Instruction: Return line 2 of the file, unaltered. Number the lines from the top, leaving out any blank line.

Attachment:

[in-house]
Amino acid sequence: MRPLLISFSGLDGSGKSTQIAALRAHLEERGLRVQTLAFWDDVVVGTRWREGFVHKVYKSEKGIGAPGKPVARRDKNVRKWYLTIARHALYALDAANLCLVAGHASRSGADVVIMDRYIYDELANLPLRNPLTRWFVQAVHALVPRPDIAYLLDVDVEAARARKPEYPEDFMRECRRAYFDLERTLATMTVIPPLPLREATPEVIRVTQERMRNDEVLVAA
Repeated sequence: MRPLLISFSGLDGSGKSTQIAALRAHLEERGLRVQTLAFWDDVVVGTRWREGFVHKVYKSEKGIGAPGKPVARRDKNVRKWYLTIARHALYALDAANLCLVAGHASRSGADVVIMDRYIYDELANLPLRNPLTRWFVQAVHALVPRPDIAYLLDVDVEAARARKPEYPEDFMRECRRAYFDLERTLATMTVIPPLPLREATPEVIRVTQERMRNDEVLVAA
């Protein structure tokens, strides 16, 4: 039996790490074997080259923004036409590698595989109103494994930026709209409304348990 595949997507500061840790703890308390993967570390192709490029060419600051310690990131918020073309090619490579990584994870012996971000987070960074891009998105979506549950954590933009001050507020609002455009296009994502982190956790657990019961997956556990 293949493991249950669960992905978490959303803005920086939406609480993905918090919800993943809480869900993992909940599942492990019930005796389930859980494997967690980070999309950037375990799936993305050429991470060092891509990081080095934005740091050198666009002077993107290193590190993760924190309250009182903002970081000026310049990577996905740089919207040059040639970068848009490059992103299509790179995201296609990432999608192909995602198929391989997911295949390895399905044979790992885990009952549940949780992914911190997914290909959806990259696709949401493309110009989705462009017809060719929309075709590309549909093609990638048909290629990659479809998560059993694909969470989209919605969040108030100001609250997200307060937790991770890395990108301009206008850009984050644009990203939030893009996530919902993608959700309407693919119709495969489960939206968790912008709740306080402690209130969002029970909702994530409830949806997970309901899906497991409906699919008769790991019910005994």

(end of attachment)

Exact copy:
Amino acid sequence: MRPLLISFSGLDGSGKSTQIAALRAHLEERGLRVQTLAFWDDVVVGTRWREGFVHKVYKSEKGIGAPGKPVARRDKNVRKWYLTIARHALYALDAANLCLVAGHASRSGADVVIMDRYIYDELANLPLRNPLTRWFVQAVHALVPRPDIAYLLDVDVEAARARKPEYPEDFMRECRRAYFDLERTLATMTVIPPLPLREATPEVIRVTQERMRNDEVLVAA